10

I work in a team of 8 persons. I'm happy with my job and I'm not looking for a new position at the moment. However, my manager thinks that I will resign in the near future and this is becoming a big problem.

The background:

Two weeks ago, my manager asked me for a personal talk (which is quite unusual). He asked me if I had any problems lately and if there is anything that I do not like about the company at the moment. He was quite insistent but when I asked about that he became evasive. As far as I know, I was the only person who had such a talk.

Similar talks continued over the following days, and my manager suddenly became very interested in what I'm doing, asking me if I wanted other projects, other team members... He then instructed me to instruct some of my colleagues so they could replace me "if you should be ill or something". When I told him that everything is fine, he behaved as if he didn't believe me and went away sighing. Last week, a coworker told me confidentially that my manager thinks I will leave the company soon and that he (manager) is asking my colleagues if they have information about that.

I have no idea why my manager would think I'll leave. Given his behavior (and my very good performance reviews) I don't think that he will get rid of me in any way.

The whole thing is becoming a problem for me because

  • A big project is coming up and it was planned that I be the project lead. If my manager thinks I'm leaving, he will select someone else.
  • My company in general and my manager as well have pretty strong feelings about people who leave. You get the most boring jobs available. Any benefit that is not in your contract is revoked (e.g. access to company parking space). Getting payed days off becomes almost impossible. In general, people on notice are treated badly. (I work in Germany, my notice period would be four weeks and the employer cannot just fire you after you resign.) Even if I did not resign I'm afraid that this will happen to me.

My question:

How can I approach my manager, given that I officially do not know that he thinks I'm quitting?

Is there anything I can do to show him that I'm happy at my current position?

  • 4
    I'm not making this an answer beacuse I have only your written text to go on, but it smells as if he wants you to go, or knows that a decision has been made to let you go. From now on I would keep a copy of all correspondence off-premises. – Jan Doggen May 25 '15 at 12:27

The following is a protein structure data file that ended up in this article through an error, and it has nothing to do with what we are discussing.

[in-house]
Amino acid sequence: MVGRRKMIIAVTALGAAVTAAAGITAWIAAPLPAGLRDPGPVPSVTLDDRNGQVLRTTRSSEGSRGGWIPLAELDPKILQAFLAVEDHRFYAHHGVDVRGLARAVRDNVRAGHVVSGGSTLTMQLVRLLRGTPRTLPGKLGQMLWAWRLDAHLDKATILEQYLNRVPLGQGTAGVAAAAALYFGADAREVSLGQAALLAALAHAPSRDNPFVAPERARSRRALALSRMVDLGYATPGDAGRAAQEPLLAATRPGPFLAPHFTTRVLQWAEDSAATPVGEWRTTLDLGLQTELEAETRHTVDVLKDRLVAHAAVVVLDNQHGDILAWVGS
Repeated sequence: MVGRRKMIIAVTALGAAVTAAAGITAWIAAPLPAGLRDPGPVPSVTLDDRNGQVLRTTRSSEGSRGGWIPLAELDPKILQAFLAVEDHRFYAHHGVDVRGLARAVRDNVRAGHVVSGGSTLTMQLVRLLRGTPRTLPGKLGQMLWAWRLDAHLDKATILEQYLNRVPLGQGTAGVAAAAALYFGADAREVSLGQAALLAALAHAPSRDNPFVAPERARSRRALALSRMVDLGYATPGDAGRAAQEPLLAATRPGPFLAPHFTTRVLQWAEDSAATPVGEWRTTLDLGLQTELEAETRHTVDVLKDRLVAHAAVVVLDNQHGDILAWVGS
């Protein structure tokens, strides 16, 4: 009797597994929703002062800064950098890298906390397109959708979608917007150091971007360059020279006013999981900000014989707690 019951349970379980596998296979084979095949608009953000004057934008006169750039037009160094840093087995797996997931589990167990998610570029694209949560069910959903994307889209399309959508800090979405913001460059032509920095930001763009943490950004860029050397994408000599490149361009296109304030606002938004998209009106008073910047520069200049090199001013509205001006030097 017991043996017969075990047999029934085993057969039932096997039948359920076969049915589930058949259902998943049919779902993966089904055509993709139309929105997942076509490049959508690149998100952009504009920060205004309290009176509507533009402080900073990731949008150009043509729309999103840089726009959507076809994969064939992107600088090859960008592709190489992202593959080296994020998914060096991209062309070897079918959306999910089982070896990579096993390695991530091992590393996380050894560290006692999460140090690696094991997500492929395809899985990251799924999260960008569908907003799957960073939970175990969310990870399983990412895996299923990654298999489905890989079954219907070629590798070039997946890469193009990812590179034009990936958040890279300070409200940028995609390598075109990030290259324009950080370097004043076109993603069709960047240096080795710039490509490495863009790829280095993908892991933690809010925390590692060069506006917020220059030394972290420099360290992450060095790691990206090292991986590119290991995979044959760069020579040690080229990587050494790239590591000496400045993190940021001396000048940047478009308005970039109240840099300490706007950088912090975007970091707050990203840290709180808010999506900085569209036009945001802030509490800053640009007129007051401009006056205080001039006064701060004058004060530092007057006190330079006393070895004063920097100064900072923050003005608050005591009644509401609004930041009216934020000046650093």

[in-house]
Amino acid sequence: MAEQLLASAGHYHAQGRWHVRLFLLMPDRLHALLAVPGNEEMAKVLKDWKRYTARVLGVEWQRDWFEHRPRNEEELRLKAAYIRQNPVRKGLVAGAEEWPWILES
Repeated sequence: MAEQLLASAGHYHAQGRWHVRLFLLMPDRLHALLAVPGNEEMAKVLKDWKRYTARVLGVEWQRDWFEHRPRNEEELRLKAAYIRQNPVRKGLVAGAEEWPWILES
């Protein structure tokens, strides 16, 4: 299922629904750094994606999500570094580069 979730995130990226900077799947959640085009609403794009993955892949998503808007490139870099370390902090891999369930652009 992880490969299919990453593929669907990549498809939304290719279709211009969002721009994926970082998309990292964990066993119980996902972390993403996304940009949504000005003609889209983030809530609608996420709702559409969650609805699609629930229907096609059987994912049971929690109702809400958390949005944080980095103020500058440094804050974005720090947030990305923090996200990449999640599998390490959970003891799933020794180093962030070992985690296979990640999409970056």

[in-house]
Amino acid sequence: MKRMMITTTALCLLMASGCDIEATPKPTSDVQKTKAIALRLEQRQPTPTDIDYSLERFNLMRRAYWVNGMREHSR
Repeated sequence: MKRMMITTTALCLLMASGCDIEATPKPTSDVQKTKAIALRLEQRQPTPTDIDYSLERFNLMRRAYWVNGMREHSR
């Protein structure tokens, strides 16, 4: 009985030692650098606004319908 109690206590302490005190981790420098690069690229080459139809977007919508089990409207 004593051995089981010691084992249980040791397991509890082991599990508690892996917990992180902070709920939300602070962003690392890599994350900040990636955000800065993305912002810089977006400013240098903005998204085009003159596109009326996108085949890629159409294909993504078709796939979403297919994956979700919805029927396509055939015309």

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    Honestly, why can't "leave the company for real" be an answer? If your boss is such a rumor-monger, and so pessimistic, I wonder how many other problems you would face down the line? He is now adamant in his mind that you are leaving based on the flimsy evidence of you telling him about something you do not like about the company despite him pushing you into saying it. If he doesn't know how to handle criticism, he shouldn't be asking for it (and neither should he be a manager, for that matter ... but well, Dilbert Principle and Peter Principle). – Masked Man May 25 '15 at 16:50
16

There is a risk that he's hinting that you might want to start looking before a "resource action" takes place. He'll never admit it if so.

If you don't want to move, I'd try hitting him with :

I get the impression that you're unsatisfied with my performance. What can I do to fix that?

or

What criteria do I need to work on in order to get promoted to the next level?

Either says clearly that you're still thinking about a career with the current employer... and hopefully gets him on record as saying you're doing fine so they can't claim they have cause to fire you.

9

You state that you are excited about being the lead in the new project. Tell him the exact same thing. In your case I see no drawbacks in being honest:

Hi :manager, since your behavior towards me has changed these past few weeks, I get the impression you believe I am looking for a job elsewhere. To be frank, this is not true. As a matter of fact I'm very excited to be given the opportunity as the project lead. I'm very happy to be employed here and it would be a great miss if you would interpret my behavior in the wrong way. As such I hope we can be straightforward with each other.

  • On the other hand, your manager thinking you're planning to resign can be a good negotiating position, provided of course, there is not an upcoming lay off approaching. – Brandon May 8 '16 at 13:18
  • +1 on expressing enthusiasm over the upcoming project. It sounds like the boss isn't really good at direct confrontation, though - calling him on the fact that he thinks OP is leaving might not go so well. – Ben Barden Mar 12 at 16:04
0

You simply tell your manager point-blank that you are happy with your job and that you have no intention of quitting. But if he treats you as if you are quitting, then he'll make it much more likely that you'll quit.

Having said that, whether your manager believes you when you say you are not quiting, that's his problem. You don't care what he believes or does not believe as long as he doesn't make it into YOUR problem.

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    If your manager thinks you're quitting, and doesn't believe you when you say you're not, then you most definitely do have a problem as well. – jpatokal May 25 '15 at 12:46
  • @ipatokalYour comment is already covered in my answer: "he'll make it much more likely that you'll quit" – Vietnhi Phuvan May 25 '15 at 14:21

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